Modeste might not have gone on to hit those heights, but his pace and eye for goal meant that for a while he was hot property in Germany – he netted 27 goals in the 2016/17 season – before he made himself rich in China.

Kostas Mitroglou (Fulham)

Fulham fan site Cottagers Confidential wrote a piece in January 2016 entitled: “Kostas Mitroglou: The worst transfer in Fulham history”.

“By all accounts it was an impressive signing,” the piece said. “It appeared Fulham acquired the services of a world-class striker. But the transfer exemplified how Fulham had descended into an organisation riddled with amateur mismanagement mistakes.”

It’s good that supporters apportion some blame elsewhere, because Mitroglou’s subsequent record of 52 goals in 84 appearances for Olympiakos and Benfica suggests that signing him should have been nowhere near as disastrous as it transpired.

Andrej Kramaric (Leicester City)

What Kramaric has become must be a source of huge regret not just for Leicester, but also for Chelsea.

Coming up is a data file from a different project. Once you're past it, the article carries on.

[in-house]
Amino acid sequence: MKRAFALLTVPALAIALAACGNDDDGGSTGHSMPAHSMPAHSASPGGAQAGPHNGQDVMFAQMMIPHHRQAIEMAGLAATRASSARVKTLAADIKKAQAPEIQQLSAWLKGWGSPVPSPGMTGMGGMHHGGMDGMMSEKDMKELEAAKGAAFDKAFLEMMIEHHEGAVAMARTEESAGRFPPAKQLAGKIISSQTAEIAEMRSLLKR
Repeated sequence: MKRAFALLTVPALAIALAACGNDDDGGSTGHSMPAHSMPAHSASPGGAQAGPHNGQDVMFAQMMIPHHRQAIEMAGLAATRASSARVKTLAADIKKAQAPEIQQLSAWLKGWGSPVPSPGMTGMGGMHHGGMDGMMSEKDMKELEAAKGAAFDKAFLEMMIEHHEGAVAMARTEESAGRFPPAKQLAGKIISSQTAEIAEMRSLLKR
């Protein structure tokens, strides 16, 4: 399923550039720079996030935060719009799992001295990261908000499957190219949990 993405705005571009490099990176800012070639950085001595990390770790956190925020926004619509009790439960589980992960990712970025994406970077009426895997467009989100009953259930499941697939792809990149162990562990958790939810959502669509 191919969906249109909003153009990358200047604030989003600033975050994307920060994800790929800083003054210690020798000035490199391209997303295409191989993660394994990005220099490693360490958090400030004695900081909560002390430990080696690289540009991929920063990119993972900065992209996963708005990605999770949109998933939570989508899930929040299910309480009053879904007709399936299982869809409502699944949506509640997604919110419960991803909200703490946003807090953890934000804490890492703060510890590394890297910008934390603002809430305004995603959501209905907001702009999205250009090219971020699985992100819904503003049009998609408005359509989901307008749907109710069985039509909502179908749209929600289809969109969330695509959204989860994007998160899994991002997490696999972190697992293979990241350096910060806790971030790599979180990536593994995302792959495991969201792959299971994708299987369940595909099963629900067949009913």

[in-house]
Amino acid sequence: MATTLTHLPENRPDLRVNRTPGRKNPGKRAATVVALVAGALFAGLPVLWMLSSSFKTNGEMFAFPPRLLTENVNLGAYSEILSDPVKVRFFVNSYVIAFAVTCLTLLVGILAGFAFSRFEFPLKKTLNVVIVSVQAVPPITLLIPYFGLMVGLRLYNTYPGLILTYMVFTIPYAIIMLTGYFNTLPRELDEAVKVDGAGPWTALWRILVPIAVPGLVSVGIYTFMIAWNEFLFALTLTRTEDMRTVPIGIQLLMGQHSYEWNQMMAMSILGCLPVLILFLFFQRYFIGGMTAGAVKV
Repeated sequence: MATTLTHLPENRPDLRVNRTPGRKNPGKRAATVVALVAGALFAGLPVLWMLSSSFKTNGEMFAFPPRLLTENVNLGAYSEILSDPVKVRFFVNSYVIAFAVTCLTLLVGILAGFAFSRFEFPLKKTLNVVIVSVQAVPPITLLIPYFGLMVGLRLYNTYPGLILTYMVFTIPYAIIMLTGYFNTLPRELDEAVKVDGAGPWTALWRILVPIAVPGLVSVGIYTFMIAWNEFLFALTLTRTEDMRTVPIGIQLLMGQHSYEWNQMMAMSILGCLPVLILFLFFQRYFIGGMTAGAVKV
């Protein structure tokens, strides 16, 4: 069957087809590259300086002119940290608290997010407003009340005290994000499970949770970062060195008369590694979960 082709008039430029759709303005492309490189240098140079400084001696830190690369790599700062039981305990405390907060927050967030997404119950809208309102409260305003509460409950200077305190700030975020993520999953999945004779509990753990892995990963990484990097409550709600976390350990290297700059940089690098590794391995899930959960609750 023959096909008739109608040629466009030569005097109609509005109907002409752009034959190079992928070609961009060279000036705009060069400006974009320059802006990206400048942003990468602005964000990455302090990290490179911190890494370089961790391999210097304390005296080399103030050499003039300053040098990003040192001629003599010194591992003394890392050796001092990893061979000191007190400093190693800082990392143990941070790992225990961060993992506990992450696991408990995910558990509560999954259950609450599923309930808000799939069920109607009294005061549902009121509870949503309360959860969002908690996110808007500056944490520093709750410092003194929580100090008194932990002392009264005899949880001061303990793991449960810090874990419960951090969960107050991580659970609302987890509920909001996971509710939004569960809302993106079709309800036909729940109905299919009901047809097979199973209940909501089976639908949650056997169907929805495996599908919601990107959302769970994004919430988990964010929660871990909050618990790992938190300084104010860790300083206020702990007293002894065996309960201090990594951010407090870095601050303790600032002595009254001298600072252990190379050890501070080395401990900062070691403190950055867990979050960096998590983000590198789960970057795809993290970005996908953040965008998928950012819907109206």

The Croatian international had an agreement to join the latter for £7m, but, realising he was going to be sent straight on loan to Vitesse Arnheim, opted to sign for the Foxes, where he scored twice in 12 months.

Three-and-a-half years on, he has developed into one of the best players in the Bundesliga – he has netted 22 goals for Hoffenheim last season – and would walk into both clubs’ starting XIs. So one of them will probably pay £70m for him soon.

Diego Forlan (Manchester United)

Forlan is the epitome of the genre: a player still ridiculed by exclusively Premier League supporters, and revered by fans of the European game.

The Uruguayan – a brace at Anfield aside – never fitted in at Manchester United, quite literally, and even made a hash of things when he scored winning goals.

Despite showing glimpses of ability, the idea that a player who didn’t score from open play until his 34th game for the club would go on to become one of the leading all-time goalscorers for another top European club – only bettered by Antoine Griezmann, Fernando Torres and Sergio Aguero at Atletico Madrid – was as laughable as when he played 30 seconds of Premier League football topless.

Market values courtesy of Transfermarkt.